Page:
More than a month after Vladimir Putin’s forces invaded Ukraine, the Kremlin has signalled it is willing to step down some military operations. Bor
More than a month after Vladimir Putin’s forces invaded Ukraine, the Kremlin has signalled it is willing to step down some military operations. Boris Johnson said that Russia will be judged by its “actions”, “not words”. Russian Deputy Defence Minister Alexander Fomin announced on Tuesday, March 29, that the country’s forces will step down their activity around Ukraine’s capital Kyiv in a bid to improve the chance of success in future peace talks.
Quoted by Max Seddon of the Financial Times in a post on Twitter, he said Moscow had decided to “fundamentally cut back military activity in the direction of Kyiv and Chernigiv”, the latter being a city in northern Ukraine.
This, he added, was in order to “increase mutual trust for future negotiations to agree and sign a peace deal with Ukraine”.
Mr Johnson’s spokesman later stressed “we will judge Putin and his regime by his actions, not by his words”, signalling any praise will be held back until forces can be seen withdrawing from their current positions.
He also told reporters Moscow’s decision may well have been taken out of necessity rather than due to the desire for peace.
The spokesperson said: “There has been some reduction in Russian bombardment around Kyiv, largely because Ukrainian forces have been successfully pushing back the Russian offensives in the northwest of the city.”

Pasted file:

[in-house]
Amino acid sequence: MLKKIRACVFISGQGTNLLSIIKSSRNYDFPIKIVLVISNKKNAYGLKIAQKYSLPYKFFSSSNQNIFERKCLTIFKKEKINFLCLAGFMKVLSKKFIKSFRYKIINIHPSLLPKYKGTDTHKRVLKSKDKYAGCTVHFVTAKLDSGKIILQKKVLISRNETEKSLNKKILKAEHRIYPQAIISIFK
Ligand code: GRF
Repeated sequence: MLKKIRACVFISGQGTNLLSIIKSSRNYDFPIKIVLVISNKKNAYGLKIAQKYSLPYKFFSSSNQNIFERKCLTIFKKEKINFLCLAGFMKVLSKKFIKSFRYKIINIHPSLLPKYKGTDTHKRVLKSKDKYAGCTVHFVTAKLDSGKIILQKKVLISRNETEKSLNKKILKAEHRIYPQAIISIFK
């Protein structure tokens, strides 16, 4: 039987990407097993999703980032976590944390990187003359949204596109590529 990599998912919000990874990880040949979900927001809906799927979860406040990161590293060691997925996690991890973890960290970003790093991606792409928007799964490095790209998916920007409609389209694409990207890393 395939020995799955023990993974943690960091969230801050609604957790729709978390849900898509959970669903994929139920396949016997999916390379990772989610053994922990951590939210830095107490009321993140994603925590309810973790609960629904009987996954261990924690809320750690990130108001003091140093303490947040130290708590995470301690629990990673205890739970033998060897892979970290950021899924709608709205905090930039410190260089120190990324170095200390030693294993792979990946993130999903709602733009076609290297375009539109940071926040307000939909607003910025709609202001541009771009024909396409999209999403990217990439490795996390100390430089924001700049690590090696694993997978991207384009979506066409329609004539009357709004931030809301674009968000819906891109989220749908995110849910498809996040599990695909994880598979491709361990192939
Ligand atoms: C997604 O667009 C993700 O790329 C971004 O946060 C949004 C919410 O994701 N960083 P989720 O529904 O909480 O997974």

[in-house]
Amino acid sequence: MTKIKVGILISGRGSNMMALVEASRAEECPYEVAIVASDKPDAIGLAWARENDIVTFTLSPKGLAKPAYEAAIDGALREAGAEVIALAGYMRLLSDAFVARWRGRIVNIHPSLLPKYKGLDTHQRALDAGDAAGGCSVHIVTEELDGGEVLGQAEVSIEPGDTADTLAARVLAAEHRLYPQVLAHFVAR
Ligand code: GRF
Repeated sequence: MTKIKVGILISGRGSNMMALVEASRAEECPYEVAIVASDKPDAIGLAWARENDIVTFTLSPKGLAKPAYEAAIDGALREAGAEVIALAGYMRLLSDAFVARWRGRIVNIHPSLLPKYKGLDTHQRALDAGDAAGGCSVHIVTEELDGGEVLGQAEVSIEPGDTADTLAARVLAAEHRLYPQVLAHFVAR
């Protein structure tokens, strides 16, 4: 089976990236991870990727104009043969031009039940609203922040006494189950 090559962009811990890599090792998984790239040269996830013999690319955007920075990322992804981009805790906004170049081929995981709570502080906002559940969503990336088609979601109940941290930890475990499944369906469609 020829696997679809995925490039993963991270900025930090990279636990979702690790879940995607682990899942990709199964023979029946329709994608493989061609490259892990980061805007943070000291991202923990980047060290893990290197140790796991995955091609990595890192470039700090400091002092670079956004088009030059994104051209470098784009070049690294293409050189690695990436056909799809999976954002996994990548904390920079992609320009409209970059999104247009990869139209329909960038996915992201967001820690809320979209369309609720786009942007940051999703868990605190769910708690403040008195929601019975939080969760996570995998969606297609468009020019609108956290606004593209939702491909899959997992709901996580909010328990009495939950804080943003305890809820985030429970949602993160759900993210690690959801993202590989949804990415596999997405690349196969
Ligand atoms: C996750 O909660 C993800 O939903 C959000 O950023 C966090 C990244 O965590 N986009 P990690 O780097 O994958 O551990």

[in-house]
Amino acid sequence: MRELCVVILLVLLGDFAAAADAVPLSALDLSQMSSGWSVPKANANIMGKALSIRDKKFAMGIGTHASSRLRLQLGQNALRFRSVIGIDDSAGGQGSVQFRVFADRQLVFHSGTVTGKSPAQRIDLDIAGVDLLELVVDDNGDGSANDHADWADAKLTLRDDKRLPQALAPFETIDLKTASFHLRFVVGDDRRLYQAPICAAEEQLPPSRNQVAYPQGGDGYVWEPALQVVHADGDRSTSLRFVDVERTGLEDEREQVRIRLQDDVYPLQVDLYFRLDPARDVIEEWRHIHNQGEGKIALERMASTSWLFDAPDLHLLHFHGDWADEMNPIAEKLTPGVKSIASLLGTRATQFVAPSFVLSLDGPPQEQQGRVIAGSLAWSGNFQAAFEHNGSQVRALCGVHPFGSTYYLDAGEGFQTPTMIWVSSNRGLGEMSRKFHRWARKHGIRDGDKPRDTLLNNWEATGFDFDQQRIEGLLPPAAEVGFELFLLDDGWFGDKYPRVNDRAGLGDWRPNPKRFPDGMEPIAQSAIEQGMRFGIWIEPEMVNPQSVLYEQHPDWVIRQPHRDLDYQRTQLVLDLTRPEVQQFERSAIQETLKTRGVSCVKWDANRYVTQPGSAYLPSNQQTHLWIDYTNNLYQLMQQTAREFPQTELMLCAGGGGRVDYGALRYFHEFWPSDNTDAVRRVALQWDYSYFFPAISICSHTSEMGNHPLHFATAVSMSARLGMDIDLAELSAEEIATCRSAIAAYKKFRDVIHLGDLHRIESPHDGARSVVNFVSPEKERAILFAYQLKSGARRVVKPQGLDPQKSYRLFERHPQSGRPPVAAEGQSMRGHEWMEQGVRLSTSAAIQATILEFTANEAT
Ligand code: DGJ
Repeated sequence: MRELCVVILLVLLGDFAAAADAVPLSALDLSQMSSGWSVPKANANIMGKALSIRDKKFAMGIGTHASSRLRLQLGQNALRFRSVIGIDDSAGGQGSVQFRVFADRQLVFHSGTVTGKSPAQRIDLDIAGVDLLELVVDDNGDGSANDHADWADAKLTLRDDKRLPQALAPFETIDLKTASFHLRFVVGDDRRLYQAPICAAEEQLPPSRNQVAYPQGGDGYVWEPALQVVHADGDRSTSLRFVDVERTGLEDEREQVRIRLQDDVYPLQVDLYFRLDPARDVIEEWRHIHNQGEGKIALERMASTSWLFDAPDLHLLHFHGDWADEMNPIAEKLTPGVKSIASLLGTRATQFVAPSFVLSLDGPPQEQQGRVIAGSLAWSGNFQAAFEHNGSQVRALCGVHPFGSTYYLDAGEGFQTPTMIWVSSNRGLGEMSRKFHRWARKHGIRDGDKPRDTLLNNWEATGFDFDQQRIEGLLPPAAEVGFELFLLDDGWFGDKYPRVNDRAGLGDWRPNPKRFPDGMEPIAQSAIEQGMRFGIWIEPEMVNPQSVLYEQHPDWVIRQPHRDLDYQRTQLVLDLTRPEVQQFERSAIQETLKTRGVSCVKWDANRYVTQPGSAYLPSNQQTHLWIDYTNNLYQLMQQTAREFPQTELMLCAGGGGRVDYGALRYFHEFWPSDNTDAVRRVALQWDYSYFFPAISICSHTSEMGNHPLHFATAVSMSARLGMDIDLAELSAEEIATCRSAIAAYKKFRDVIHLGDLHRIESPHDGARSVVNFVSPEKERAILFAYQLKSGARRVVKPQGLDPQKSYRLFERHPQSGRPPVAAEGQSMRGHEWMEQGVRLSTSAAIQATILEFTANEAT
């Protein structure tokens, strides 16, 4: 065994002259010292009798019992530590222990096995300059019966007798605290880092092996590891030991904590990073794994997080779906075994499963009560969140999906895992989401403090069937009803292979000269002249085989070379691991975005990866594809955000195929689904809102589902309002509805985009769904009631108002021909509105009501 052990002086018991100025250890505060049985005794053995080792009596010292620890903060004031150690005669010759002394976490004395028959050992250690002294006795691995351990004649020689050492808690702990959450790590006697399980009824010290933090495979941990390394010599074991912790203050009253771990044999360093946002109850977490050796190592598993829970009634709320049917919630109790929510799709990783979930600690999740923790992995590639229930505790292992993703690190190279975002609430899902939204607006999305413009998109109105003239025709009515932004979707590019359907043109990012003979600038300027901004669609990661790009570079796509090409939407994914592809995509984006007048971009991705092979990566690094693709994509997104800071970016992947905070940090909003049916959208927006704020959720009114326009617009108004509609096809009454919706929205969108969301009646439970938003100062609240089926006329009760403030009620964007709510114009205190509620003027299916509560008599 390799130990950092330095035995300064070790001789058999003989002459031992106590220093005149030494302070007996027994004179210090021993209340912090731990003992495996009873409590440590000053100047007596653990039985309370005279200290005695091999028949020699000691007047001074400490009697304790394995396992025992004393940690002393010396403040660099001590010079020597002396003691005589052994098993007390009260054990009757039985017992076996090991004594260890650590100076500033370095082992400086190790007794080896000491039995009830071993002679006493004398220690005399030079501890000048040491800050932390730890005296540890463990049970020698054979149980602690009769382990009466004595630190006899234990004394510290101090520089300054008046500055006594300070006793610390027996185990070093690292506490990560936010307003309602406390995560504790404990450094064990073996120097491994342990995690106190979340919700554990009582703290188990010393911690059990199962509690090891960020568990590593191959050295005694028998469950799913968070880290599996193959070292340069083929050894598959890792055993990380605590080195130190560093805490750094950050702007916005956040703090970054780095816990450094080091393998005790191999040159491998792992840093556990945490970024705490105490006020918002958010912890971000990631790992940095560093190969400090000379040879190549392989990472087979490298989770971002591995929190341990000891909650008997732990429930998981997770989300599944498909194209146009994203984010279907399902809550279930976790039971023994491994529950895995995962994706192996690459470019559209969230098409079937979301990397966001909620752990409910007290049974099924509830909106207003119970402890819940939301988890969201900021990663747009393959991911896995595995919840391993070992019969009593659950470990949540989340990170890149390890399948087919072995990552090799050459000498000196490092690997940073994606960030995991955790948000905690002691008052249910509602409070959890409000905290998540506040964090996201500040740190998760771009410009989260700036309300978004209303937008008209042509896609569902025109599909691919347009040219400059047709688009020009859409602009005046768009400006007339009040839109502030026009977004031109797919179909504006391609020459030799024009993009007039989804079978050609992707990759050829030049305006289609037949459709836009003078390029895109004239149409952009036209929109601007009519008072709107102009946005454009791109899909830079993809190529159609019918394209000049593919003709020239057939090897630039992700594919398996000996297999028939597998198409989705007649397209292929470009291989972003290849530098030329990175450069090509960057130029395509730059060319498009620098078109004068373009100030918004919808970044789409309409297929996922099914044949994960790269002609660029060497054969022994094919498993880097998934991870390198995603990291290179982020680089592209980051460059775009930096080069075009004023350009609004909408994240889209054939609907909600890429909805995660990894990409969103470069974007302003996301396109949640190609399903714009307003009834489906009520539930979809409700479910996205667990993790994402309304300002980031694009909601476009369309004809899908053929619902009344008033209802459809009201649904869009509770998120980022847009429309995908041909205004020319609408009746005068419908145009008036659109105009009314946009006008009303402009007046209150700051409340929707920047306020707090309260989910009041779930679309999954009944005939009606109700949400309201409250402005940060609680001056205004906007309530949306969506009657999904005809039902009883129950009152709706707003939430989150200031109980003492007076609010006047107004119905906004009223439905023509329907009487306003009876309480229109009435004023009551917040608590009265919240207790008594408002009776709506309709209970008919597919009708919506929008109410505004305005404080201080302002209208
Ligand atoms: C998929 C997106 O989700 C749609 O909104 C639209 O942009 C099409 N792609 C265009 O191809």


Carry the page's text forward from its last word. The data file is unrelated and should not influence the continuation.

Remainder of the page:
Stating the Prime Minister’s position, he went on to stress any minor withdrawal was a step in the right direction but did not go far enough.
The UK, he added, would not accept “anything less” than a full withdrawal of troops.
Mr Johnson’s spokesperson highlighted: “Fighting continues. There’s heavy bombardment in Mariupol and other areas.
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The UK Government’s commitment to accepting nothing less than Russia’s “complete withdrawal” has been received well by Ukrainian President Volodymyr Zelensky.
Asked this weekend by the Economist whether Mr Johnson had been more keen to send weapons to Ukraine than French President Emmanuel Macron, Mr Zelensky replied: “Yes.”
He said: “To be honest, Johnson is a leader who is helping more.
“The leaders of countries react according to how their constituents act. In this case, Johnson is an example.”
After this, Mr Johnson confirmed in a post on Twitter “the UK will continue to step up our efforts to help Ukraine defend itself from aggression”.
He is in close talks with Mr Zelensky, while others – Mr Macron in particular – are conversing regularly with Putin in an attempt to bring closer the possibility of peace.